Bernie Sanders is running for president — and his policies would have a huge impact on business

  • Bernie Sanders is entering the 2020 presidential race.
  • Sanders has supported policies such as Medicare for all, breaking up big banks, a $15 per hour minimum wage and free public college, all of which have gained more traction in the Democratic Party in recent years.
  • Out of all the 2020 candidates, Sanders would have perhaps the biggest effect on businesses and wealthy Americans.

Sen. Bernie Sanders is running for president again — and his ideas are no less sweeping than the last time he ran.

The independent senator from Vermont launched his 2020 presidential campaign Tuesday. The self-described democratic socialist, 77, enters a crowded Democratic primary field that largely shares his views on key policies.

Since his long-shot 2016 presidential bid, Sanders has been a leading ideological voice in the Democratic Party, despite his independent status in the Senate. His broadsides against corporations and business titans reflect a wider shift toward populism in the party. Out of all the Democratic candidates, Sanders would bring perhaps the most drastic changes for businesses and wealthy Americans.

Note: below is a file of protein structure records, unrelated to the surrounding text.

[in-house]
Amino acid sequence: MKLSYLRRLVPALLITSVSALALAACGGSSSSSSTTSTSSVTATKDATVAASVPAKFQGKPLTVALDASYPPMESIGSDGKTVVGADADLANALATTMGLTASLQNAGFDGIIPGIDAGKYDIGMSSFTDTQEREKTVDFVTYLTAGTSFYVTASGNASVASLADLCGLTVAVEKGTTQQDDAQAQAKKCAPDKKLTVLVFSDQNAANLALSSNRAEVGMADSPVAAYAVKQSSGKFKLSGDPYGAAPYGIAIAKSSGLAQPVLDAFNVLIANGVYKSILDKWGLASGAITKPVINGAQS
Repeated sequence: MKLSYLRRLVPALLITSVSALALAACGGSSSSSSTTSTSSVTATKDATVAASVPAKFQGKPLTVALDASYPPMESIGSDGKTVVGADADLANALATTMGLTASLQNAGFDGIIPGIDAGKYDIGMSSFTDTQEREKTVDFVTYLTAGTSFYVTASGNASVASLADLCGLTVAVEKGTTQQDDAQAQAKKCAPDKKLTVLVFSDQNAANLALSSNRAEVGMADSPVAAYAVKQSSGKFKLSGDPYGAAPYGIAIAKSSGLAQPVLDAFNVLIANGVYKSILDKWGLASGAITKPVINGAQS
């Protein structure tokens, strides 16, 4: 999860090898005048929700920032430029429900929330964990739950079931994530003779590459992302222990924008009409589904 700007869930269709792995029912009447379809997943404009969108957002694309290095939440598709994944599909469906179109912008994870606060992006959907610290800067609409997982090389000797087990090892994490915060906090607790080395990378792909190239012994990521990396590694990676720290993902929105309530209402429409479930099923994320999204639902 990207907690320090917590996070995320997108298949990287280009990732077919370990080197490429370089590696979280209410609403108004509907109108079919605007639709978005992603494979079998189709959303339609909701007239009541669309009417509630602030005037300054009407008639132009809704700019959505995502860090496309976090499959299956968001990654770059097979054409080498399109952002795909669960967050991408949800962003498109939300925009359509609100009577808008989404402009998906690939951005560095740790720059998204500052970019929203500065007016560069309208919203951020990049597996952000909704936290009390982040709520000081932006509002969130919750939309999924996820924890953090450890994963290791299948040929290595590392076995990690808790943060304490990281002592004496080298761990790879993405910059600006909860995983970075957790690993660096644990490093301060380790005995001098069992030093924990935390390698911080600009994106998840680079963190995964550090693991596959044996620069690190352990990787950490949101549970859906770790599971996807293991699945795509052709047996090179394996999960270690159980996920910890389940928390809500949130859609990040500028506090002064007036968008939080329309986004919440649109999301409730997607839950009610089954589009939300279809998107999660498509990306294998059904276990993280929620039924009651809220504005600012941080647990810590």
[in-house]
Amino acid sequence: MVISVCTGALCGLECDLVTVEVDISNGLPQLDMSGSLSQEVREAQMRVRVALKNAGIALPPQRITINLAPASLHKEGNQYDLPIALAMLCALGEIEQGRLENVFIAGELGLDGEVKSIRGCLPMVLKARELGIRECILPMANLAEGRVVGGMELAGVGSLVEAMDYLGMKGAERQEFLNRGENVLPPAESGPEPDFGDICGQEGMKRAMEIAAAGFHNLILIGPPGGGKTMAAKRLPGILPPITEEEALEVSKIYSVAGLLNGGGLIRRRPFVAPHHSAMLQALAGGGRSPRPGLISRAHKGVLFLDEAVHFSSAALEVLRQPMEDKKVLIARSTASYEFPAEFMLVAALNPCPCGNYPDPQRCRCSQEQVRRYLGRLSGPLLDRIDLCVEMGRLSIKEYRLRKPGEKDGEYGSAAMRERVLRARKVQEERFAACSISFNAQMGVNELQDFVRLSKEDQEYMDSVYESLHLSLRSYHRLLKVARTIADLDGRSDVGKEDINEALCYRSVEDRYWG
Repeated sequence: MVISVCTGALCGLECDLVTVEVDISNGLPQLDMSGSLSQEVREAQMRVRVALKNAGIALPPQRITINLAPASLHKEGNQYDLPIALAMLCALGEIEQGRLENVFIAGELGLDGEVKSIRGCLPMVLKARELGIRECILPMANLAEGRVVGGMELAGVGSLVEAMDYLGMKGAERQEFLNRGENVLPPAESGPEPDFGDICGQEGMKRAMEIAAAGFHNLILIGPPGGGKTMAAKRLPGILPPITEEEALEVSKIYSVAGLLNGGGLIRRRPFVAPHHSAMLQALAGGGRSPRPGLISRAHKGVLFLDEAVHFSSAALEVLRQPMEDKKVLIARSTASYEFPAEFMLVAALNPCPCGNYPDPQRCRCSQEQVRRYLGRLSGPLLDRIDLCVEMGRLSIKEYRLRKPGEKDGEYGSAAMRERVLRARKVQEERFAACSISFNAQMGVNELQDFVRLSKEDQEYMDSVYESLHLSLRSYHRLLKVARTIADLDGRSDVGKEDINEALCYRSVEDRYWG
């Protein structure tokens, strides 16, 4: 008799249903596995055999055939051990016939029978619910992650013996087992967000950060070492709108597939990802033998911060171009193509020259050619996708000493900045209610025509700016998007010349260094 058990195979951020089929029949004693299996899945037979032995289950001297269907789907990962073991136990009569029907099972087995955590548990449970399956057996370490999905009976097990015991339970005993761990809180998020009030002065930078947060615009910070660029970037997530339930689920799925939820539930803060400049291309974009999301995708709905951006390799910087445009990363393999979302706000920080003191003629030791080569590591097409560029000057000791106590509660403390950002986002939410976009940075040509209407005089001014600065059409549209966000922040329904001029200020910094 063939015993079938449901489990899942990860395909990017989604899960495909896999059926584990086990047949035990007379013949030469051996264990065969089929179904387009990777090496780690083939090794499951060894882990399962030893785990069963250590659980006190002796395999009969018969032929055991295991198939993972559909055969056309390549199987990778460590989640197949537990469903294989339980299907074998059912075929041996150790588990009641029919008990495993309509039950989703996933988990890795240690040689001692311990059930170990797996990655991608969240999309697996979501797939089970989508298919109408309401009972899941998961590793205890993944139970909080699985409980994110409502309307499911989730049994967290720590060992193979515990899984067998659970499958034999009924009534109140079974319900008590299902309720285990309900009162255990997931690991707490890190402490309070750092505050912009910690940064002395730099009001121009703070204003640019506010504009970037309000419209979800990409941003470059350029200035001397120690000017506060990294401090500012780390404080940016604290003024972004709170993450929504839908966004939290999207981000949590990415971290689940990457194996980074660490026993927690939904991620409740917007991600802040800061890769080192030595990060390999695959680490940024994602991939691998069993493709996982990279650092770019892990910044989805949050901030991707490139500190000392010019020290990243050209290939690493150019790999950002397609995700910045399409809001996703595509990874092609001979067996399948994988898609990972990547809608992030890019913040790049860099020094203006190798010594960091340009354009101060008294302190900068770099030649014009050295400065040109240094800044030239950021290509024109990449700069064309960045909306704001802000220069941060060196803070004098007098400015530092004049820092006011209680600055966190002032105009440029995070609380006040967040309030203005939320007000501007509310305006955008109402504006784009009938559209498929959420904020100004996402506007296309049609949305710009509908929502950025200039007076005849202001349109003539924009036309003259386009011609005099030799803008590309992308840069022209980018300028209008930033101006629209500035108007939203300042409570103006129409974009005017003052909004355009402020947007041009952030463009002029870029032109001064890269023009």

Here's where Sanders stands on key issues and companies:

  • Health care: In 2017, Sanders introduced a bill to transition to Medicare for All, a system where every American would get health care through the government. The proposal is seen as one test of liberal credentials: Democratic presidential candidates Sen. Kamala Harris of California, Sen. Kirsten Gillibrand of New York, Sen. Cory Booker of New Jersey and Sen. Elizabeth Warren of Massachusetts all endorsed his legislation. Critics have called his plan too radical or expensive. The Vermont senator has also joined Democratic leaders in introducing legislation to slash drug costs, in part by encouraging imports of cheaper drugs from abroad and giving Medicare more power to negotiate prices.